The faulty yardstick in genomics studies and how to cope with it
Geneticists use standards to reconstruct the history of a species or to evaluate the impact of mutations, in the form of genetic markers scattered throughout the genome. Provided these markers are neutral, i.e. that they have evolved randomly rather than through a selective process, they can be reliably used as standards to compare various parameters across populations.
However, scientist Fanny Pouyet and colleagues from the Group of Laurent Excoffier at the SIB Swiss Institute of Bioinformatics and University of Bern, have recently discovered that 95 percent of the genome actually seems to be affected by selection and other genetic biases and that markers previously thought to be neutral appear to provide skewed estimates. Their study, published in eLife, calls for the re-examination of a plethora of results and provides the tools and recommendations to correct such issues in the future.
Models used to reconstruct the history of a species or to discover how populations are related to one another rely on a key assumption: that the genome regions under scrutiny are made of "neutral" snippets of DNA, i.e. parts that have evolved randomly rather than being selected for or against. But these regions might actually not be as neutral as previously thought, according to a recent finding by scientists at SIB and the University of Bern: "What we find is that less than 5 percent of the human genome can actually be considered as 'neutral'", says Fanny Pouyet, lead author of the study. "This is a striking finding: It means that 95 percent of the genome is indirectly influenced by functional sites, which themselves represent only 10 percent to 15 percent of the genome," she concludes. These functional sites encompass both genes and regions involved in gene regulation.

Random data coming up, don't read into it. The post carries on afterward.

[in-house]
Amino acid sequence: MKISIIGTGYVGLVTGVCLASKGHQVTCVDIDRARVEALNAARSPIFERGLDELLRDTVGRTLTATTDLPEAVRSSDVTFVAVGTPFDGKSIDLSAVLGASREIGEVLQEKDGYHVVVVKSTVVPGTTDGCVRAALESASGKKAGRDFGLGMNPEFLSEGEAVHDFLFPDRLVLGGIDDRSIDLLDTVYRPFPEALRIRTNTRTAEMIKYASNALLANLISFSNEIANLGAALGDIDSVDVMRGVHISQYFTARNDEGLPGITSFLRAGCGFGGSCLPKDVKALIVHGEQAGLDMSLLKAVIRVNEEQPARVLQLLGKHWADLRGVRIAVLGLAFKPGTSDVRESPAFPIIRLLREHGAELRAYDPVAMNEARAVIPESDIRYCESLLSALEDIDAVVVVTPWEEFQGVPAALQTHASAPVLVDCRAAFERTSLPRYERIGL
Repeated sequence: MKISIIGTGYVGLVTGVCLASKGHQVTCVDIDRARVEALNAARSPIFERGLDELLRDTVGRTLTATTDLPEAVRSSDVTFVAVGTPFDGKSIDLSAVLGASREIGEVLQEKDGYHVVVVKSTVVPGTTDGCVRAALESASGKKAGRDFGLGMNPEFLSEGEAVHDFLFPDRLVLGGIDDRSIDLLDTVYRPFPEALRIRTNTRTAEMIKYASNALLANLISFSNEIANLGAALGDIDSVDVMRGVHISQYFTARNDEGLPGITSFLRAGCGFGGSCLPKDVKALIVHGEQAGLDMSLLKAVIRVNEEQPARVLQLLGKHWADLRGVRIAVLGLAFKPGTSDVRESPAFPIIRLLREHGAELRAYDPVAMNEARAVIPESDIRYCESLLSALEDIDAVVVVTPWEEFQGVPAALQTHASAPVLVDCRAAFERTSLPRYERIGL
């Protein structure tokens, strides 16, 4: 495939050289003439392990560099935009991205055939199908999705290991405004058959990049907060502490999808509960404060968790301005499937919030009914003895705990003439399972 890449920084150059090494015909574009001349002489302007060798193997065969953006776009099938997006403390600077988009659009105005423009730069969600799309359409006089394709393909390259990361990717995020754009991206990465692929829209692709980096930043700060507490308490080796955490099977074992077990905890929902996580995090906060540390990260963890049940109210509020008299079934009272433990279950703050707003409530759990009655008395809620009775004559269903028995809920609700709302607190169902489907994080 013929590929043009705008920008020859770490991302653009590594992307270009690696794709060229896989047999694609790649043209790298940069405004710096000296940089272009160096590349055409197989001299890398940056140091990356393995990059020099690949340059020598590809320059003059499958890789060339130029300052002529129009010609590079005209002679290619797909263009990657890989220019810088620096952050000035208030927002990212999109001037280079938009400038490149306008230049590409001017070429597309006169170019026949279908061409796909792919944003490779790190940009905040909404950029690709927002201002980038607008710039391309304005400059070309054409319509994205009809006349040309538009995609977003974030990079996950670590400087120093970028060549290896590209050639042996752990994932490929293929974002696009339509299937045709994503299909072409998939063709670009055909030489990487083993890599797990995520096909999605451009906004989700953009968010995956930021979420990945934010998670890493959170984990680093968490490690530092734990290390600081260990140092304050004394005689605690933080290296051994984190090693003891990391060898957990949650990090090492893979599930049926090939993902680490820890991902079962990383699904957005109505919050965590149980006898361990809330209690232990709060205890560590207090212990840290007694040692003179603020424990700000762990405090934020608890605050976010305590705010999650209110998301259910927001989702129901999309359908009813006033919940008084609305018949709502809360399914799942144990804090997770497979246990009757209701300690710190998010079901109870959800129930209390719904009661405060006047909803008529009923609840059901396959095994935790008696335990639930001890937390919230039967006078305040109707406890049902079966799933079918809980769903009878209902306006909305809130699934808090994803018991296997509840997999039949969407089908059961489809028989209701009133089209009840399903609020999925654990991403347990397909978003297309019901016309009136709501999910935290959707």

A "universal" recipe for neutral markers
Scientists have long devised the best way to obtain "unbiased" sets of genomic markers and several such sets are routinely used in genetic studies. The study of Pouyet and colleagues now sheds concern on the reliability of these markers. "We re-examined all existing sets of markers presented as "neutral" and found that they provided, under one aspect or another, skewed estimates," indicates Pouyet. The team then went on to identify a new set of markers that matched, this time, all the neutrality criteria, using two whole genome datasets of over a hundred individuals in total. This neutral dataset has now been made available for humans, but the method could in theory be used to find such markers in any other species.
How has the use of non-neutral markers affected demographic inferences so far? In order to obtain an initial assessment of the situation, the team compared the outcomes of the use of non-neutral vs. neutral markers in the context of contemporary African and Japanese populations. "We found that such bias could lead one to wrongly infer that populations of constant size have grown, or to overlook events that drastically reduce the size of a population," Excoffier points out. "While the nature and extent of the bias is difficult to predict for a given population, one thing that is certain is that the demography of all human populations should be re-examined on the basis of the new set of neutral markers. Actually not only demography: a biased neutral reference could also affect the measure of the impact of mutations," he concludes.